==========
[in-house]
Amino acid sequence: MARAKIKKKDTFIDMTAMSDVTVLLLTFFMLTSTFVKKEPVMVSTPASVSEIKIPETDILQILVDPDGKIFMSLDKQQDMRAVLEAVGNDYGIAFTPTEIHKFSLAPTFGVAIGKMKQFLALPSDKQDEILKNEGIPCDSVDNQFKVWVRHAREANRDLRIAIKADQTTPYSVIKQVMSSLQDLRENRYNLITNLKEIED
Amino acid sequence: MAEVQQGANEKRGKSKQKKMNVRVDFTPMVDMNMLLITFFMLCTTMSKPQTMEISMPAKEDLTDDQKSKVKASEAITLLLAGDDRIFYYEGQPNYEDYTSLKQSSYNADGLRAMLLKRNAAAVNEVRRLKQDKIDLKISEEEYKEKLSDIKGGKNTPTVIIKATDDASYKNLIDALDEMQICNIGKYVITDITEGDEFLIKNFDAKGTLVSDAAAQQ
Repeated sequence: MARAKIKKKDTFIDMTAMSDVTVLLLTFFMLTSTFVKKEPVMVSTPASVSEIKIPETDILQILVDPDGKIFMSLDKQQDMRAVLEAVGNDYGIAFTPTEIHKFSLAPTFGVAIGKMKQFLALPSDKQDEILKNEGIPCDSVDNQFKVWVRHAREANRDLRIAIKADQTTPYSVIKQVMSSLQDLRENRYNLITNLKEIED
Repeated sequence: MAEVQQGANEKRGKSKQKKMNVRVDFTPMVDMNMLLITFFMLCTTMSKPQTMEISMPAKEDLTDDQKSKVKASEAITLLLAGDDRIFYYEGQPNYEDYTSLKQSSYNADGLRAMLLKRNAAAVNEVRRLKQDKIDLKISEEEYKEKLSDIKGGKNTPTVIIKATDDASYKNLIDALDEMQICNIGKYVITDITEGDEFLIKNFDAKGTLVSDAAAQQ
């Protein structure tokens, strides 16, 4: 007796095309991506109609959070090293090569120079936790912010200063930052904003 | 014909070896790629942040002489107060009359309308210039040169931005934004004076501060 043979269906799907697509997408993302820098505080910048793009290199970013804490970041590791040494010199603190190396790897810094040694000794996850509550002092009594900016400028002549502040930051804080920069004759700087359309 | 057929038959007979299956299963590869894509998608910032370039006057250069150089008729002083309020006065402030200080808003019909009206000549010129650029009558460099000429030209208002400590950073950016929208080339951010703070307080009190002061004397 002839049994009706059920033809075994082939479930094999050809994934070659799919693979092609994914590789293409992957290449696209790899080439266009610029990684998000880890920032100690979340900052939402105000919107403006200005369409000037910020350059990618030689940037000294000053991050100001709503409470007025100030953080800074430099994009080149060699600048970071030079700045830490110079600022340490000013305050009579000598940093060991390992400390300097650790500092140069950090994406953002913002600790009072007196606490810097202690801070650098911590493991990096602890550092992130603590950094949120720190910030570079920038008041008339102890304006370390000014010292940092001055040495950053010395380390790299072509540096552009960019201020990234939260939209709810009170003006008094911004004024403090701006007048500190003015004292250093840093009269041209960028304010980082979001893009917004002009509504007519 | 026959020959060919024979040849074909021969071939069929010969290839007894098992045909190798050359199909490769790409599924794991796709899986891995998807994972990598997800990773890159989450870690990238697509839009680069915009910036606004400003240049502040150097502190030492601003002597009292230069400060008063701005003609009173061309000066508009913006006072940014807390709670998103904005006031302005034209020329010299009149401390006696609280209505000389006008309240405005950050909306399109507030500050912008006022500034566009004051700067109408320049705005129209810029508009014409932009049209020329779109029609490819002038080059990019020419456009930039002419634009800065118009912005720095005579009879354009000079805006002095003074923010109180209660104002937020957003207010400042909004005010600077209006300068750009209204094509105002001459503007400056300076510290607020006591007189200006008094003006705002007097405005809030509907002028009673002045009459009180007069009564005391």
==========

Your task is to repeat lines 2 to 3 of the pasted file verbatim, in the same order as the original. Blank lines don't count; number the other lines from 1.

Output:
Amino acid sequence: MARAKIKKKDTFIDMTAMSDVTVLLLTFFMLTSTFVKKEPVMVSTPASVSEIKIPETDILQILVDPDGKIFMSLDKQQDMRAVLEAVGNDYGIAFTPTEIHKFSLAPTFGVAIGKMKQFLALPSDKQDEILKNEGIPCDSVDNQFKVWVRHAREANRDLRIAIKADQTTPYSVIKQVMSSLQDLRENRYNLITNLKEIED
Amino acid sequence: MAEVQQGANEKRGKSKQKKMNVRVDFTPMVDMNMLLITFFMLCTTMSKPQTMEISMPAKEDLTDDQKSKVKASEAITLLLAGDDRIFYYEGQPNYEDYTSLKQSSYNADGLRAMLLKRNAAAVNEVRRLKQDKIDLKISEEEYKEKLSDIKGGKNTPTVIIKATDDASYKNLIDALDEMQICNIGKYVITDITEGDEFLIKNFDAKGTLVSDAAAQQ